Chika Okeke-Agulu Associate Professor
Ph.D., Emory University, 2004; M.F.A (painting), University of Nigeria, 1994
Chika Okeke-Agulu specializes in indigenous, modern, and contemporary African and African Diaspora art history and theory. He previously taught at The Pennsylvania State University, University of Nigeria, Nsukka, and Yaba College of Technology, Lagos. He is the author of Obiora Udechukwu: Line, Image, Text (Skira Editore, 2016); Postcolonial Modernism: Art and Decolonization in Twentieth-Century Nigeria (Duke, 2015); and (with Okwui Enwezor), Contemporary African Art Since 1980 (Damiani, 2010). He is coeditor of Ezumeezu: Essays on Contemporary Art and Architecture, a festschrift in Honour of Demas Nwoko (Goldline & Jacobs, 2012); and Who Knows Tomorrow (König, 2010) In 2006, he edited the first ever issue of African Arts Dedicated to African Modernism, and his writings have appeared in African Arts, Meridians: Feminism, Race, Internationalism, Artforum International, New York Times, Packett, South Atlantic Quarterly, and October. He is co-editor of Nka: Journal of Contemporary African Art, writes for Huffington Post and maintains the blog Ọfọdunka.
In 2007, Professor Okeke-Agulu was appointed the Robert Sterling Clark Visiting Professor of Art History at Williams College, and Fellow at the Sterling and Francine Clark Art Institute (2008). He was a Woodrow Wilson Career Enhancement Fellow (2010). Among his many awards and prizes are: Honorable Mention, The Arnold Rubin Outstanding Publication (triennial) Award (Arts Council of African Studies Association, 2017); The Melville J. Herskovits Prize for the most important scholarly work in African Studies published in English during the preceding year (African Studies Association, 2016); Distinguished Alumnus Award for Outstanding Service to the Arts (The College of Arts, University of South Florida, Tampa, 2016); Frank Jewett Mather Award for Distinction in Art Criticism (College Art Association, 2016); and Outstanding Dissertation (triennial) award (Arts Council of African Studies Association, 2007).
Okeke-Agulu serves on the board of directors of College Art Association, the advisory board of the Center for the Study of Visual Arts, National Gallery of Art, Washington, DC, the executive board of Princeton in Africa, and editorial board of African Studies Review.
Professor Okeke-Agulu teaches a broad range of graduate and undergraduate courses on African and African Diaspora arts. His seminars include “Art and the Lifecycle in Africa,” which examines the role of art in rites-of-passage events in various African societies; “Post-1945 African Photography”; “Art and Apartheid in South Africa,” which focuses on how art participated in the rise and fall of Apartheid; “Masking and Theory,” a study of theories of masking in Africa; “Postblack,” on racial identity in the work of contemporary African American artists; and “Art and Politics in Postcolonial Africa,” which examines the ways art and artists confront socio-political realities in African after the decade of political independence.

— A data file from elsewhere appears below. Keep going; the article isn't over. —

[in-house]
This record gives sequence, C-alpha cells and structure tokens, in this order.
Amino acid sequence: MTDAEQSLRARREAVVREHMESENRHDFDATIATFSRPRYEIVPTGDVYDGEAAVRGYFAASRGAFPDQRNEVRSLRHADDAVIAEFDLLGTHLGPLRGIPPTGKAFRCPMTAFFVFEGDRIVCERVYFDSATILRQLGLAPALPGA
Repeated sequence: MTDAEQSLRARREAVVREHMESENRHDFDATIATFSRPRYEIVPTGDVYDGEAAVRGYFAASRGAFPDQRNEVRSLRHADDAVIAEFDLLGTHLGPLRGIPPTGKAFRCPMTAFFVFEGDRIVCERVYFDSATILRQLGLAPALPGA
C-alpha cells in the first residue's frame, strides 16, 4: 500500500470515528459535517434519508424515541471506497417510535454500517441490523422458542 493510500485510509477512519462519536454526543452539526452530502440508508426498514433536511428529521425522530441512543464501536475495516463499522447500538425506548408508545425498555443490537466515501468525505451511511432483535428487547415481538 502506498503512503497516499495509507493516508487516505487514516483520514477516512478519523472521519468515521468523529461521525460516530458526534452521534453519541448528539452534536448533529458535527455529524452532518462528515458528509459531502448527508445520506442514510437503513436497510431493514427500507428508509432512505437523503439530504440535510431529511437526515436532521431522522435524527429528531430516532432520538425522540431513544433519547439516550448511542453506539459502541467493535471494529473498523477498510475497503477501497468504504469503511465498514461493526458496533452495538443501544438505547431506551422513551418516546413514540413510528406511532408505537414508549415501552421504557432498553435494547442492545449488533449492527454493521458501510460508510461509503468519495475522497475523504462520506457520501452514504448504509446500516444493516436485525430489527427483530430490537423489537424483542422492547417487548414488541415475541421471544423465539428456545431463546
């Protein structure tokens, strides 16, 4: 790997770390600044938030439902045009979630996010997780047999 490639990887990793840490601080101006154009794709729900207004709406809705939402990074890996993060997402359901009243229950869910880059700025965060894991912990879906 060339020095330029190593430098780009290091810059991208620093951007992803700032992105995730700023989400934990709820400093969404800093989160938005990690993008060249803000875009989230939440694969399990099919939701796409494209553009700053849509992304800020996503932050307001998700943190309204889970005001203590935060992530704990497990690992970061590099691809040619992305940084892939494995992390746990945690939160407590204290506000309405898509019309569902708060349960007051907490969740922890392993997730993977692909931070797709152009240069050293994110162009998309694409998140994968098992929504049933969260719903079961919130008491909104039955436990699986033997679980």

He is working on a book-length study of art in during the late-20th-century military dictatorships in Nigeria, and is preparing an exhibition of the work of Nigerian artist Obiora Udechukwu.
“Globalization, Art History, and the Specter of Difference,” in Contemporary Art: 1989 to Present, ed. Alexander Dumbadze and Suzanne Hudson (Wiley-Blackwell, 2013).
“Rethinking Mbari Mbayo: Osogbo Workshops in the 1960s, Nigeria,” in African Art and Agency in the Workshop, ed. Sidney L. Kasfir and Till Foerster (Indiana University Press, 2013).
“Ibrahim El-Salahi and Postcolonial Modernism in the Independence Decade,” in Ibrahim El-Salahi: A Visionary Modernist, ed. Salah M. Hassan (Museum for African Art, 2012).
“Mark-Making and El Anatsui’s Reinvention of Sculpture,” in El Anatsui: When I Last Wrote to You About Africa, ed. Lisa Binder (Museum for African Art, 2010).
“The Art Society and the Making of Postcolonial Modernism in Nigeria,” South Atlantic Quarterly 109.3 (Summer 2010).